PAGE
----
Nearly 500 COVID cases have been linked to Milwaukee Bucks NBA gatherings, according to health officials.
Nearly 500 COVID-19 cases have been linked to people celebrating the Milwaukee Bucks winning the NBA championship last month, according to Milwaukee Health Commissioner Kirsten Johnson.
Johnson said the Wisconsin Department of Health Services, in collaboration with the Milwaukee Health Department, has identified 491 people with confirmed or probable cases of COVID who attended the Bucks’ winning game or the subsequent victory celebration during a briefing on the state’s COVID-19 response on Tuesday.
She stated that the department was unable to distinguish between cases resulting from direct viewing of the game or gatherings in the Deer District area surrounding the Bucks’ home stadium, Fiserv Forum. The number of COVID cases associated to the Deer District celebration, which drew 100,000 people, was also reported to be an underestimate.
“We expected a surge in positive cases due to the Delta variant,” Johnson said, “but a 155 percent increase in one week is concerning.”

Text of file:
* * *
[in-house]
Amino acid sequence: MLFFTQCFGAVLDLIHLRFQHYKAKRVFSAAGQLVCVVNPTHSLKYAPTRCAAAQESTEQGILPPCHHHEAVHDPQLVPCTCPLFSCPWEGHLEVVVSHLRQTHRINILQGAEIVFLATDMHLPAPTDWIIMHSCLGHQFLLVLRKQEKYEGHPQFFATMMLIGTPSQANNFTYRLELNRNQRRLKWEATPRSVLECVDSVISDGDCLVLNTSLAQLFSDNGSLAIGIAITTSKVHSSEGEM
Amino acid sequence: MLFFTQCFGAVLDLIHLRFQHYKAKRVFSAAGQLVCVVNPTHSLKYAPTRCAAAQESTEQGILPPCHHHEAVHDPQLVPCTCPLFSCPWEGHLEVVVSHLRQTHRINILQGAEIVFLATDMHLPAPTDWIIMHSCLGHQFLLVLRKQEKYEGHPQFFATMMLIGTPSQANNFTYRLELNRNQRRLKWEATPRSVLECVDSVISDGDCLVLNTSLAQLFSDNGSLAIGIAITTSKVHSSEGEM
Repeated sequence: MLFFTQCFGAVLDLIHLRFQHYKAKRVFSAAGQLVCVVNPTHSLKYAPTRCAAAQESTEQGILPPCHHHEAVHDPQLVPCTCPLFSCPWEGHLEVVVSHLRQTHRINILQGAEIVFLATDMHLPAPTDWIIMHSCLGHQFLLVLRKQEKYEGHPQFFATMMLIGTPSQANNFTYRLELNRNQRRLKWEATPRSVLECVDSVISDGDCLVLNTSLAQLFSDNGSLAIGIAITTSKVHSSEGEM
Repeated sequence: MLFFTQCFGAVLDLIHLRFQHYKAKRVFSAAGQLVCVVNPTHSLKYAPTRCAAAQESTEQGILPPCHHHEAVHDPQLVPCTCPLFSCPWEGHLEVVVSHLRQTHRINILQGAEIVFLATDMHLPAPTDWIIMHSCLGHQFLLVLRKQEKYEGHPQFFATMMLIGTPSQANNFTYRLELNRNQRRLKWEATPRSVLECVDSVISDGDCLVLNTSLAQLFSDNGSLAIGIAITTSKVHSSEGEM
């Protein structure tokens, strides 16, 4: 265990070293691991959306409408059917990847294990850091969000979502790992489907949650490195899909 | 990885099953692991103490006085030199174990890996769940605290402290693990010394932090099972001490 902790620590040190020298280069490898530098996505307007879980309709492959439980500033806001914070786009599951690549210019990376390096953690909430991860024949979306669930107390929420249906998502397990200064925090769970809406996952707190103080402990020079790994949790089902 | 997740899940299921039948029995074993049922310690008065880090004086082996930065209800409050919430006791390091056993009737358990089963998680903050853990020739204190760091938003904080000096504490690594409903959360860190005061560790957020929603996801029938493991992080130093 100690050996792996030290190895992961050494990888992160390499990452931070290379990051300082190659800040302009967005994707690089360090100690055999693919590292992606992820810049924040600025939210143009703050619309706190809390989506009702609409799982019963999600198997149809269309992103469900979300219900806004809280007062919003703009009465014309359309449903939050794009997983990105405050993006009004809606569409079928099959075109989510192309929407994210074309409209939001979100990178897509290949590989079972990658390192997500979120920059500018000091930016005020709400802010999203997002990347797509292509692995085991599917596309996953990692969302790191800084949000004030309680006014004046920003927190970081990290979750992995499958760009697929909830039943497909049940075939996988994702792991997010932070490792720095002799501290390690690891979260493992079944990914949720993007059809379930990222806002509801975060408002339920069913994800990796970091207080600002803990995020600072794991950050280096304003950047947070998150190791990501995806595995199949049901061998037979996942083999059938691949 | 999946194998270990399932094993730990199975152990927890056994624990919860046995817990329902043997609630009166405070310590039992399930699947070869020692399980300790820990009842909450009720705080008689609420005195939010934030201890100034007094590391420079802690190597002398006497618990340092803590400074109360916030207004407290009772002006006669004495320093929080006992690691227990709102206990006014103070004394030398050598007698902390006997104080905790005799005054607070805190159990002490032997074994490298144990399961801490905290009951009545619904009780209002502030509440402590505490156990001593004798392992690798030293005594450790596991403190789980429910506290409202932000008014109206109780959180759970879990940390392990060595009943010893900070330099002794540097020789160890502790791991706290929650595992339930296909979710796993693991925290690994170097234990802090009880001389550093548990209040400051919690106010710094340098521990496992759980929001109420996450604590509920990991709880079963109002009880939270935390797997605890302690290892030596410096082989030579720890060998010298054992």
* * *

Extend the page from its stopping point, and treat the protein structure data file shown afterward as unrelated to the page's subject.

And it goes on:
She also recommended that anyone who has been to the celebrations or any other major gatherings be checked.
“I believe it is critical to know that any time there is a significant gathering of individuals, the virus will spread,” Johnson continued.
On July 20, the Milwaukee Bucks defeated the Phoenix Suns to win their first championship since 1971. The triumph, which came on their home court, sparked joy across the city, but especially in the Deer District.
During the briefing, Johnson mentioned that she has spoken with entertainment venues about the idea of demanding proof of vaccination or a negative COVID-19 test before admission, similar to the plan unveiled by New York City Mayor Bill de Blasio on Tuesday.
She also stated that capacity limits for pubs, restaurants, and other venues may be reinstated in the future, but that this is not currently in the works.
Even if households are completely vaccinated, the Milwaukee Health Department has already issued an advice to wear masks indoors. Members of the municipal council have previously attempted to pass legislation mandating the use of masks indoors if the city’s transmission level hits 100 cases per 100,000 inhabitants.
Director of medical services at the, Dr. Ben Weston. This is a condensed version of the information.